I am about to be a senior at an Ivy League university, and I am starting to panic about my next step. I believe that I am intelligent, a capable worker and will succeed in anything I do. The only problem is... What should I do? How would different philosophers advise me to approach my next step in life?

In the abstract, this is a very difficult question to address, but I shall offer a few general points you might consider. In his defense before the jurors in Athens, Socrates admonished his people to care for their souls instead of only pursuing material wealth and power. There is a rich tradition of caring for the soul in Ancient and Medieval philosophy that offers very practical advise on passion, work, ambition, vanity, humility and so on. A terrific book that would give you an overview of this tradition is Emotion and Peace of Mind; From Stoic Agitation to Christian Temptation by Richard Sorabji (Oxford University Press). Apart from looking to the care-for-the-soul tradition (something I sought to address in a Last Lecture in 2010 at St. Olaf College you can find it on the College website), you might take seriously the difference between a vocation and a job. The concept of "vocation" (a calling) has its base in religious belief (called by God to do X) but it can be approached from a...

What has happened to the practice of philosophy as opposed to the profession (teaching) of philosophy? Given the political, ethical, moral, and economic dilemmas facing the U.S. and the world, one would think philosophers would be as common in government as bureaucrats.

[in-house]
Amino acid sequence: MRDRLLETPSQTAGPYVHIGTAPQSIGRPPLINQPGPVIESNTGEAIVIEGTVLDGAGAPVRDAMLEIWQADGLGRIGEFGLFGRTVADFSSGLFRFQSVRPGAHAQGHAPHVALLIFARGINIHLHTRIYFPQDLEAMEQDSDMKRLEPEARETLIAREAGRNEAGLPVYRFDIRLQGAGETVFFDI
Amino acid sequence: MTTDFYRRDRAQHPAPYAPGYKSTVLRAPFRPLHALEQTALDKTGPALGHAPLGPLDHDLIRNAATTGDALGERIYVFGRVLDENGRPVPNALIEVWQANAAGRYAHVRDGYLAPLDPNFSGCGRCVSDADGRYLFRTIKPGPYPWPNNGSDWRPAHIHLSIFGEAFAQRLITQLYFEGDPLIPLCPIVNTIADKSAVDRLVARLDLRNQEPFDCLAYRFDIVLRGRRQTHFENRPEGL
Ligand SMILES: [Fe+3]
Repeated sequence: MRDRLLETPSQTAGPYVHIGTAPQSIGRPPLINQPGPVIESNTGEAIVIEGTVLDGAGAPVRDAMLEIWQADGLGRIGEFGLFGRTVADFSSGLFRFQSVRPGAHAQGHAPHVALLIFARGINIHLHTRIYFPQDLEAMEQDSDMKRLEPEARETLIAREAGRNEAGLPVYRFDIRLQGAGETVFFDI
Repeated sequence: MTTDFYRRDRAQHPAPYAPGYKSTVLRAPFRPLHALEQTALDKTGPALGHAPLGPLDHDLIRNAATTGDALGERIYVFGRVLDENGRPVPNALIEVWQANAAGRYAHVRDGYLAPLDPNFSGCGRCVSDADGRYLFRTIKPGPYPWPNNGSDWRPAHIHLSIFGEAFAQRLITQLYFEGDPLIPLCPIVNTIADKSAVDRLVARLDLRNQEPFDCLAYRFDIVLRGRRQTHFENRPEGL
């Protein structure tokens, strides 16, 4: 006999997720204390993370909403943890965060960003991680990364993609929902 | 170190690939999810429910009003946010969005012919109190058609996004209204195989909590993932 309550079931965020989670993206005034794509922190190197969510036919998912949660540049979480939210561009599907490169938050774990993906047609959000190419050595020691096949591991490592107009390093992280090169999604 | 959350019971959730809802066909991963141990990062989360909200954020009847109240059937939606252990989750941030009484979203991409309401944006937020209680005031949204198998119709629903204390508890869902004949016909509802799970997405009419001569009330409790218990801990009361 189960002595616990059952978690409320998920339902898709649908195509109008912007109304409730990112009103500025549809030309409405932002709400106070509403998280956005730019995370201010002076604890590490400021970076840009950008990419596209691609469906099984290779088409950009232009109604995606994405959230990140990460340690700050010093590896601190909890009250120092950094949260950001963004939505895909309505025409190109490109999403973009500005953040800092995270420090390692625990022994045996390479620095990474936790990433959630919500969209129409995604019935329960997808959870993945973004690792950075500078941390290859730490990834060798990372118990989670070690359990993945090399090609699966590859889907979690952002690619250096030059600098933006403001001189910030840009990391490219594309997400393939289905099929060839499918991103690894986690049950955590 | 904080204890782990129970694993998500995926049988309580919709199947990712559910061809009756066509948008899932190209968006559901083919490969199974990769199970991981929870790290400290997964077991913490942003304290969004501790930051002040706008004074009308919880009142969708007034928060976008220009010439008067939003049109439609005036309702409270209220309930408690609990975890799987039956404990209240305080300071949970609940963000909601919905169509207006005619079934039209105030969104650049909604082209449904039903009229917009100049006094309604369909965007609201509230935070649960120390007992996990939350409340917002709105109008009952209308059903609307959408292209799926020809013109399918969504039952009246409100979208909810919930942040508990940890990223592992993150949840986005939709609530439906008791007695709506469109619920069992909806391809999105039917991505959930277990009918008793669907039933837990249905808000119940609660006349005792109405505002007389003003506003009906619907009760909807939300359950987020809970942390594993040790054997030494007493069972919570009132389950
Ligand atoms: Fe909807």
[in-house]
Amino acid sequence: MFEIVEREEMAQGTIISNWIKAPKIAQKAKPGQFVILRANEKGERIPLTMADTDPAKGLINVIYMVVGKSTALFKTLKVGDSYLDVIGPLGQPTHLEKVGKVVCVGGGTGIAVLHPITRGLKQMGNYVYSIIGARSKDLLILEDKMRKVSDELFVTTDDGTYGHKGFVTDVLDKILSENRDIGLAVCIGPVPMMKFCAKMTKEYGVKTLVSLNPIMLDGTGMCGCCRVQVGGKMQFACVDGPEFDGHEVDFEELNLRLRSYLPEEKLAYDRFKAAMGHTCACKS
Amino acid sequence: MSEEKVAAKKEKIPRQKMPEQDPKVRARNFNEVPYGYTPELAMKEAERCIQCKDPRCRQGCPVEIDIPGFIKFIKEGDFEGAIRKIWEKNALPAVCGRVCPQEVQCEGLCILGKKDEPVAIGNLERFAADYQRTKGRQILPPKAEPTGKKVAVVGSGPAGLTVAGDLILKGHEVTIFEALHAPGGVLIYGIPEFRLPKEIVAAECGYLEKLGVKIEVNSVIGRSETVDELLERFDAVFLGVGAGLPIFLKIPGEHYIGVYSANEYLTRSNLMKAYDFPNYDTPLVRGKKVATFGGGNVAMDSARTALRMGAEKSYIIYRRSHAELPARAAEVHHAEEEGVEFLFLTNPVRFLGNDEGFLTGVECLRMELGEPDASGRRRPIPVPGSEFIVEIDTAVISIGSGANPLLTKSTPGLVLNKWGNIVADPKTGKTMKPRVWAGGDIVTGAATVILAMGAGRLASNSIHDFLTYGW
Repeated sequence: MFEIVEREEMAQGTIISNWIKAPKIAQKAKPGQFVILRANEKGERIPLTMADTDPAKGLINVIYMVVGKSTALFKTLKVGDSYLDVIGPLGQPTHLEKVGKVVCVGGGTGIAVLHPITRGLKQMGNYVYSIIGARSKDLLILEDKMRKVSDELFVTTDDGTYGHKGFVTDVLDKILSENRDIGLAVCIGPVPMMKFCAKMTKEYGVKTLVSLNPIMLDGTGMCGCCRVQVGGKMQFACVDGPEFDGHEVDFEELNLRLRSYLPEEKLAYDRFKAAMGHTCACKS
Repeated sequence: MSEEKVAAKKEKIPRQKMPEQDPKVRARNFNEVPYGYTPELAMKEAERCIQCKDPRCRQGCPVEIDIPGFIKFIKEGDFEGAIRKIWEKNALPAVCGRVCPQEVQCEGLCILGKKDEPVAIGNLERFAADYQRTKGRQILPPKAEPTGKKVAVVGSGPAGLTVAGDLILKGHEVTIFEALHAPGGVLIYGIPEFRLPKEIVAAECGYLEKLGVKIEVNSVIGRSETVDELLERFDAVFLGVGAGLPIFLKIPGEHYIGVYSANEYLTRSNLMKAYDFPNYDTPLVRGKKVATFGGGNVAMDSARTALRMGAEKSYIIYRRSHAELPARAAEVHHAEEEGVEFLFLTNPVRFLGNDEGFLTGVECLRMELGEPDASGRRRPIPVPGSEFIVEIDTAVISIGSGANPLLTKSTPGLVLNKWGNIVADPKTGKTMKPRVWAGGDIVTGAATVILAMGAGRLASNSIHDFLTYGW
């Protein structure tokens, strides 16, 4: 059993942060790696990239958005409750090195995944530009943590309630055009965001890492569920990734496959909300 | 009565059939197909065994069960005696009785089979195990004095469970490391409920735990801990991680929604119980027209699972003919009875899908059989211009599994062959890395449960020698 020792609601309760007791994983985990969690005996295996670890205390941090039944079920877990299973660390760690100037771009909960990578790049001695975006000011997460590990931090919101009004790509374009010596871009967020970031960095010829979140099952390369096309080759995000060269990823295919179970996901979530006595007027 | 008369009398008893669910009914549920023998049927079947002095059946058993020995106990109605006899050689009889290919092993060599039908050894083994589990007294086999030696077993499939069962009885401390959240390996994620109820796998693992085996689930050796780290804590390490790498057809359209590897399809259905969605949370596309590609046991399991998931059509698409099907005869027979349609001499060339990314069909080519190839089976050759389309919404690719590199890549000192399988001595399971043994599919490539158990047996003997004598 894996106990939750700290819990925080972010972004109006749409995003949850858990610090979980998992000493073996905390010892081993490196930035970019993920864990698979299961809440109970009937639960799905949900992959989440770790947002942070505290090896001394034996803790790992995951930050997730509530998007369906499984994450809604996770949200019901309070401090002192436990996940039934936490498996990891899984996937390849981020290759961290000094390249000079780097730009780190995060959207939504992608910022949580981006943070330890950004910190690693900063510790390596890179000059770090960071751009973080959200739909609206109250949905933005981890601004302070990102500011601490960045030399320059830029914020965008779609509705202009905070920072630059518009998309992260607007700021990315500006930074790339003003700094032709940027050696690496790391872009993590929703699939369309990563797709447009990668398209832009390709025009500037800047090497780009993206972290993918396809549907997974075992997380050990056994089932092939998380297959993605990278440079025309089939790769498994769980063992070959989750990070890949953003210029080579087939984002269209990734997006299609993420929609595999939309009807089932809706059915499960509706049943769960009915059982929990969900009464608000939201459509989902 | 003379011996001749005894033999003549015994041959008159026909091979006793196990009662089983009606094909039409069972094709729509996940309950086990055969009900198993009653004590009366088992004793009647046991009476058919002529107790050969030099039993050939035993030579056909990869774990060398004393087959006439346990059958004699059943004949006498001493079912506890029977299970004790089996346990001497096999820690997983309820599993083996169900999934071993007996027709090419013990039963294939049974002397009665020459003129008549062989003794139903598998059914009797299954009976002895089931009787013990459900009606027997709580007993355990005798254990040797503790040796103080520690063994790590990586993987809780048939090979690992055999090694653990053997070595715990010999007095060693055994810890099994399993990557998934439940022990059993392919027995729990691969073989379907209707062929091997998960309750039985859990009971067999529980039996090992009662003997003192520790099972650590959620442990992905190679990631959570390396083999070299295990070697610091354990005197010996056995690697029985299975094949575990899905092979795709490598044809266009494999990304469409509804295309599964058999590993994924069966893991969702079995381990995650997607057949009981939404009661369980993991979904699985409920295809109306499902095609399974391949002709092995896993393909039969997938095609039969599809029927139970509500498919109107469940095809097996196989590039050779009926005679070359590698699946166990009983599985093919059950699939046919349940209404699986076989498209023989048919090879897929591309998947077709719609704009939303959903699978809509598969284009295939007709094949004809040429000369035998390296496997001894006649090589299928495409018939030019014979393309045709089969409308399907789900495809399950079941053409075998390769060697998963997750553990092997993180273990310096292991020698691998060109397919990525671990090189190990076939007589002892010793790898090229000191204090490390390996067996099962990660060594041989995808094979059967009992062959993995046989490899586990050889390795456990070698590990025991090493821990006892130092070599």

Thank you for this question! A minor point at the outset: I think a great deal of the best teaching of philosophy involves the practice of philosophy. There are perhaps some philosophy teachers who simply teach what Plato etc thought, and expect students to master certain texts with critical skills. But I think most do not stop there, but seek to engage students in thinking through the great themes of philosophy about values, moral obligations, virtues, political theory, the nature of the world, the limits of knowledge, the nature and value of human and nonhuman animal life, the possible existence of God, and so on. But getting to your broader question, more professional philosophers are applying themselves to issues such as global justice, practical ethical and political positions, medical ethics, economic fairness, and the like. Granted, these are sometimes in textbooks designed for university / college courses, but sometimes it is through education that political change arises. After all, it was...

My wife was diagnosed with Alzheimer's disease at the age of 62 almost immediately after we retired. I was her sole caregiver for over 6 years until she entered a nursing home this year. She is deteriorating at a greater rate and, for instance, she no longer recognizes her grandchildren. She does recognize me and apparently gets pleasure when I visit. I intend to continue visiting regularly at least until she no longer recognizes me. I do not even consider divorcing her - we have been married 43 years and she was always my best friend. I am a relatively young 70 years of age. How do I reconcile my own needs including having a female companion with my marriage vows?